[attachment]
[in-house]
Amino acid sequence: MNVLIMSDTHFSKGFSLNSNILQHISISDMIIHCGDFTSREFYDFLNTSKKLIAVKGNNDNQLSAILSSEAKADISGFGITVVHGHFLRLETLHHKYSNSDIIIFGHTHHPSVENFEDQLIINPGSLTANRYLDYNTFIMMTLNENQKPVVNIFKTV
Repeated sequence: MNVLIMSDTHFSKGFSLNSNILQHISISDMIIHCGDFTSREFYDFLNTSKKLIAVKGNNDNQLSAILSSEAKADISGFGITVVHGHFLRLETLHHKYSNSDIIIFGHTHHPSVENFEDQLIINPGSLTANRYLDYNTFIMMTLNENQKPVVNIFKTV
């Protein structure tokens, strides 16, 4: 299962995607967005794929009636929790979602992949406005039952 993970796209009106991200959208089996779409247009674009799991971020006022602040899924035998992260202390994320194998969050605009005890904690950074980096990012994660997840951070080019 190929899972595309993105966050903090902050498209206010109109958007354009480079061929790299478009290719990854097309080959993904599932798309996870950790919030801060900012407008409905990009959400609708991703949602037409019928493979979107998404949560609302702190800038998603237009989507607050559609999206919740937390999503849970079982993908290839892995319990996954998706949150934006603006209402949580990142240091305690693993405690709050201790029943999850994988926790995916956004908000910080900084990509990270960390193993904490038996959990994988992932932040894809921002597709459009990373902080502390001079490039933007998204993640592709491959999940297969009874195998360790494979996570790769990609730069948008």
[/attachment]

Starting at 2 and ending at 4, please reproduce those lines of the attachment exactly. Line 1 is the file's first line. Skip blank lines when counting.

Amino acid sequence: MNVLIMSDTHFSKGFSLNSNILQHISISDMIIHCGDFTSREFYDFLNTSKKLIAVKGNNDNQLSAILSSEAKADISGFGITVVHGHFLRLETLHHKYSNSDIIIFGHTHHPSVENFEDQLIINPGSLTANRYLDYNTFIMMTLNENQKPVVNIFKTV
Repeated sequence: MNVLIMSDTHFSKGFSLNSNILQHISISDMIIHCGDFTSREFYDFLNTSKKLIAVKGNNDNQLSAILSSEAKADISGFGITVVHGHFLRLETLHHKYSNSDIIIFGHTHHPSVENFEDQLIINPGSLTANRYLDYNTFIMMTLNENQKPVVNIFKTV
């Protein structure tokens, strides 16, 4: 299962995607967005794929009636929790979602992949406005039952 993970796209009106991200959208089996779409247009674009799991971020006022602040899924035998992260202390994320194998969050605009005890904690950074980096990012994660997840951070080019 190929899972595309993105966050903090902050498209206010109109958007354009480079061929790299478009290719990854097309080959993904599932798309996870950790919030801060900012407008409905990009959400609708991703949602037409019928493979979107998404949560609302702190800038998603237009989507607050559609999206919740937390999503849970079982993908290839892995319990996954998706949150934006603006209402949580990142240091305690693993405690709050201790029943999850994988926790995916956004908000910080900084990509990270960390193993904490038996959990994988992932932040894809921002597709459009990373902080502390001079490039933007998204993640592709491959999940297969009874195998360790494979996570790769990609730069948008």